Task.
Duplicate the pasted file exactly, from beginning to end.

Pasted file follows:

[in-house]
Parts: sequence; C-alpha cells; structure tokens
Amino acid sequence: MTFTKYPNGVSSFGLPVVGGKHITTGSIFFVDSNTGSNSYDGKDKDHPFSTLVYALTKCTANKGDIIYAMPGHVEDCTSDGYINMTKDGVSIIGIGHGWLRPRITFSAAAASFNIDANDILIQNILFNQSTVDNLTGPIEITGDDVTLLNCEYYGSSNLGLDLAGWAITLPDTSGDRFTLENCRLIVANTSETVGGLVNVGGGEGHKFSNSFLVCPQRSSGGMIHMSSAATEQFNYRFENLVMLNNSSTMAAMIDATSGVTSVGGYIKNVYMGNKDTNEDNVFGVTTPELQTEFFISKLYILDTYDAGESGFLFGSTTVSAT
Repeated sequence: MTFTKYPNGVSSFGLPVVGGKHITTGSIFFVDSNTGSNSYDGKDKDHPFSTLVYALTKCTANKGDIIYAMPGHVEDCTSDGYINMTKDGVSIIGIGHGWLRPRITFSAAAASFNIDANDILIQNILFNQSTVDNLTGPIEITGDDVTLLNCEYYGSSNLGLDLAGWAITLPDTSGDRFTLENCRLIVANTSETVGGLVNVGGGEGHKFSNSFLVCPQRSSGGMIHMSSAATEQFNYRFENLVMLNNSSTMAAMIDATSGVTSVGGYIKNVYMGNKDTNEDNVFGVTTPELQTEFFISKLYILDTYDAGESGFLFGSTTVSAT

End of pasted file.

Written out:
[in-house]
Parts: sequence; C-alpha cells; structure tokens
Amino acid sequence: MTFTKYPNGVSSFGLPVVGGKHITTGSIFFVDSNTGSNSYDGKDKDHPFSTLVYALTKCTANKGDIIYAMPGHVEDCTSDGYINMTKDGVSIIGIGHGWLRPRITFSAAAASFNIDANDILIQNILFNQSTVDNLTGPIEITGDDVTLLNCEYYGSSNLGLDLAGWAITLPDTSGDRFTLENCRLIVANTSETVGGLVNVGGGEGHKFSNSFLVCPQRSSGGMIHMSSAATEQFNYRFENLVMLNNSSTMAAMIDATSGVTSVGGYIKNVYMGNKDTNEDNVFGVTTPELQTEFFISKLYILDTYDAGESGFLFGSTTVSAT
Repeated sequence: MTFTKYPNGVSSFGLPVVGGKHITTGSIFFVDSNTGSNSYDGKDKDHPFSTLVYALTKCTANKGDIIYAMPGHVEDCTSDGYINMTKDGVSIIGIGHGWLRPRITFSAAAASFNIDANDILIQNILFNQSTVDNLTGPIEITGDDVTLLNCEYYGSSNLGLDLAGWAITLPDTSGDRFTLENCRLIVANTSETVGGLVNVGGGEGHKFSNSFLVCPQRSSGGMIHMSSAATEQFNYRFENLVMLNNSSTMAAMIDATSGVTSVGGYIKNVYMGNKDTNEDNVFGVTTPELQTEFFISKLYILDTYDAGESGFLFGSTTVSAT